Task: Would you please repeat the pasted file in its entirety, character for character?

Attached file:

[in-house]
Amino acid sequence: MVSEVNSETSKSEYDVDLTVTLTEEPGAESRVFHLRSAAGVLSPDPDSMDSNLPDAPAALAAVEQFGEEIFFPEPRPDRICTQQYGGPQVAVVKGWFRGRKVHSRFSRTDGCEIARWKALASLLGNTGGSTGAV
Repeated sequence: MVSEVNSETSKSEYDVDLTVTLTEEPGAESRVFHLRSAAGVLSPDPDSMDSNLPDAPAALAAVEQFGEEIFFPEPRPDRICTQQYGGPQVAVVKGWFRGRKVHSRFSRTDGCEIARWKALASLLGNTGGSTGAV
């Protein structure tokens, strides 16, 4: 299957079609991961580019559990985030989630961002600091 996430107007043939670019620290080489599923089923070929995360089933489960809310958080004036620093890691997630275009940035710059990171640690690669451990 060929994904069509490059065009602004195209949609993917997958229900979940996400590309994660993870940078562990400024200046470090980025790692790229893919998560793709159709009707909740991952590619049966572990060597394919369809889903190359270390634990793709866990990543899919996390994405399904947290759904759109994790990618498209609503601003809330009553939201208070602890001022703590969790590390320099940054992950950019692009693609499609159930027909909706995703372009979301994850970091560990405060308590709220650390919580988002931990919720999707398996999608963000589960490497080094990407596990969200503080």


[in-house]
Amino acid sequence: MVSEVNSETSKSEYDVDLTVTLTEEPGAESRVFHLRSAAGVLSPDPDSMDSNLPDAPAALAAVEQFGEEIFFPEPRPDRICTQQYGGPQVAVVKGWFRGRKVHSRFSRTDGCEIARWKALASLLGNTGGSTGAV
Repeated sequence: MVSEVNSETSKSEYDVDLTVTLTEEPGAESRVFHLRSAAGVLSPDPDSMDSNLPDAPAALAAVEQFGEEIFFPEPRPDRICTQQYGGPQVAVVKGWFRGRKVHSRFSRTDGCEIARWKALASLLGNTGGSTGAV
């Protein structure tokens, strides 16, 4: 299957079609991961580019559990985030989630961002600091 996430107007043939670019620290080489599923089923070929995360089933489960809310958080004036620093890691997630275009940035710059990171640690690669451990 060929994904069509490059065009602004195209949609993917997958229900979940996400590309994660993870940078562990400024200046470090980025790692790229893919998560793709159709009707909740991952590619049966572990060597394919369809889903190359270390634990793709866990990543899919996390994405399904947290759904759109994790990618498209609503601003809330009553939201208070602890001022703590969790590390320099940054992950950019692009693609499609159930027909909706995703372009979301994850970091560990405060308590709220650390919580988002931990919720999707398996999608963000589960490497080094990407596990969200503080």